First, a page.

I was in California, so just to put this in perspective (perhaps somewhat unaccurately) it was like sitting in Denmark and hearing about a terrorist attack in Portugal. The distance between California and New York is huge and I've actually never even been to New York (or anywhere on the East Coast for that matter). After school we were sort of in shock thinking "is it over" and wondering if everyone had heard about it, etc. I remember I was going surfing that day (sep 11). When I pulled up to the surf spot everything was completely normal. People were in the water surfing, people were sitting on the beach talking, etc. I was about to go down and I suddenly had this weird though: "Should I be going surfing right now? I watched thousands of people die this morning on TV and I'm just going surfing like nothing happened." But what was there I could do? I had a very weird almost guilty feeling about it but just went out anyway. Later that day when we came home we heard the president (bush) had given a speech. I don't like Bush, in fact I can't stand him, but there's something about being attacked that makes you want to stand together. It was the only Bush speach I've ever heard that I liked. It wasn't even the content and whatnot, it was more that I felt we had been hit. Hearing the "leader" say "we're not going to take that" etc can be inspirational at that exact moment. And, of course, it was an emotional day to begin with. I felt like we had to retaliate or something. Maybe that's just because I was a 17 year old highschool guy, but it seems that many people thought that way.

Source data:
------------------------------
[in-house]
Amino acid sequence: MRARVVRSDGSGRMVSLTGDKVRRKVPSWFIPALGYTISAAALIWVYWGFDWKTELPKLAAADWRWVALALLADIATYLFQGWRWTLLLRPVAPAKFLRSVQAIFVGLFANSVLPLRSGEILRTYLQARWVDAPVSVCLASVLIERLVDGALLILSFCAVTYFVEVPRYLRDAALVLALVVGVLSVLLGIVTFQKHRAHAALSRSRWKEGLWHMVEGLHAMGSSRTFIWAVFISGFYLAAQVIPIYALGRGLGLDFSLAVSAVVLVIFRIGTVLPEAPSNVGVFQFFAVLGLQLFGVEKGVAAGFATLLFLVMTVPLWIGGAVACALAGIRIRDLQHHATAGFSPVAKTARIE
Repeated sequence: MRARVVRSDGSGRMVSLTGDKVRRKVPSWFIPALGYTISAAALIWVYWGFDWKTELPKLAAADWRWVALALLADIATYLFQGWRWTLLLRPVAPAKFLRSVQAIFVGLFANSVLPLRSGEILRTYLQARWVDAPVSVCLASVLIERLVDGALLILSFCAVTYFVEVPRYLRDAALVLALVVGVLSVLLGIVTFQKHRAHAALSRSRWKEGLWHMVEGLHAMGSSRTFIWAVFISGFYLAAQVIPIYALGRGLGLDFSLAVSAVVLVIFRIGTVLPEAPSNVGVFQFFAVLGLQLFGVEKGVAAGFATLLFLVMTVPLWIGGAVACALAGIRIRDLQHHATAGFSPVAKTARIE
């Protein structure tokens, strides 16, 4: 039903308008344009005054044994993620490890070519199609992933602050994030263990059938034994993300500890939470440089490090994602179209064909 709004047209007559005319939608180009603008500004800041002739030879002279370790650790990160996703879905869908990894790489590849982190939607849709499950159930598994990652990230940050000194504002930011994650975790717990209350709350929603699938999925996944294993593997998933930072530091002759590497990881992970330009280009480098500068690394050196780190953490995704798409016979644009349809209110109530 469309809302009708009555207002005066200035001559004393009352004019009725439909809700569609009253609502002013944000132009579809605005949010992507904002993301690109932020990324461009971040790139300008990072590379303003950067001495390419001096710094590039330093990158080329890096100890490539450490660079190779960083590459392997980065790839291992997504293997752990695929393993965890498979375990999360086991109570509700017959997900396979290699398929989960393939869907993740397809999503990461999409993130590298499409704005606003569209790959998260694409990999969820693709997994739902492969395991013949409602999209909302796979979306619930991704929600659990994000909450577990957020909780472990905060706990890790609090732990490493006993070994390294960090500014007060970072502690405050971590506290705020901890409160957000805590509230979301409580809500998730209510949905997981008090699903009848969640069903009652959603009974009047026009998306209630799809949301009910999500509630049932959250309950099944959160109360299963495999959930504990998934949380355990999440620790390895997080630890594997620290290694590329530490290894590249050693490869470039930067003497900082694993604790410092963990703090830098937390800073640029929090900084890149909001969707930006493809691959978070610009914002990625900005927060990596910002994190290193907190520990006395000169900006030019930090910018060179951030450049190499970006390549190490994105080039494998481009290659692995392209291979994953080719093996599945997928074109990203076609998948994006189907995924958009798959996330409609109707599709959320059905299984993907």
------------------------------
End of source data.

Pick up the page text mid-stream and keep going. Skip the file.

We all felt like we had to stand together. Normally in California we don't really have any unity at all. No one has flags out, like they do all over this place in Denmark. We don't have national songs like "Vi er rode, Vi er hvide... " etc. I know it sounds dumb, but there is something to that. If someone started singing a US national song at a party everyone would look at you like "what the hell are you doing?" but here in Denmark its completely normal. I know that song is from the Danish football team, but even if we had a national song from our best sports team everyone would just think it was dumb.